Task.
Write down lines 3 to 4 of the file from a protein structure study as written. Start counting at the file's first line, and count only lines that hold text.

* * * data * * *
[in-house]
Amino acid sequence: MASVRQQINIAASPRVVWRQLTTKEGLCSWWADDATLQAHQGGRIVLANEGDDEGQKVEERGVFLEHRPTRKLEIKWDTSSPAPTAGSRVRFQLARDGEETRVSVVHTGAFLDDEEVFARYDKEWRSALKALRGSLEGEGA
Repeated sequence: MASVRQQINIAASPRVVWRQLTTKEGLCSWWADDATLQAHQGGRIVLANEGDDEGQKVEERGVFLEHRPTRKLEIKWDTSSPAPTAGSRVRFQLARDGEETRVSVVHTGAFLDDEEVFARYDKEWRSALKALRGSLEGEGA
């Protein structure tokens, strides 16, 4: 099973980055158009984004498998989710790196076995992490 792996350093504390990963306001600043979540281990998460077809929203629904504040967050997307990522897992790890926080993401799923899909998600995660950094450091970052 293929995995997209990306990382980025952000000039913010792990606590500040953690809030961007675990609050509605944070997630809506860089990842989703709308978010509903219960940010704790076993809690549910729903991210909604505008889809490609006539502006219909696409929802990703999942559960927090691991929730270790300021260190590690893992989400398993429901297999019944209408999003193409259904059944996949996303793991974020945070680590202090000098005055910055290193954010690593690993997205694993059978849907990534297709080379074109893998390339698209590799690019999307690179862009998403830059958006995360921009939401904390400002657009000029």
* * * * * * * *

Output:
Repeated sequence: MASVRQQINIAASPRVVWRQLTTKEGLCSWWADDATLQAHQGGRIVLANEGDDEGQKVEERGVFLEHRPTRKLEIKWDTSSPAPTAGSRVRFQLARDGEETRVSVVHTGAFLDDEEVFARYDKEWRSALKALRGSLEGEGA
């Protein structure tokens, strides 16, 4: 099973980055158009984004498998989710790196076995992490 792996350093504390990963306001600043979540281990998460077809929203629904504040967050997307990522897992790890926080993401799923899909998600995660950094450091970052 293929995995997209990306990382980025952000000039913010792990606590500040953690809030961007675990609050509605944070997630809506860089990842989703709308978010509903219960940010704790076993809690549910729903991210909604505008889809490609006539502006219909696409929802990703999942559960927090691991929730270790300021260190590690893992989400398993429901297999019944209408999003193409259904059944996949996303793991974020945070680590202090000098005055910055290193954010690593690993997205694993059978849907990534297709080379074109893998390339698209590799690019999307690179862009998403830059958006995360921009939401904390400002657009000029």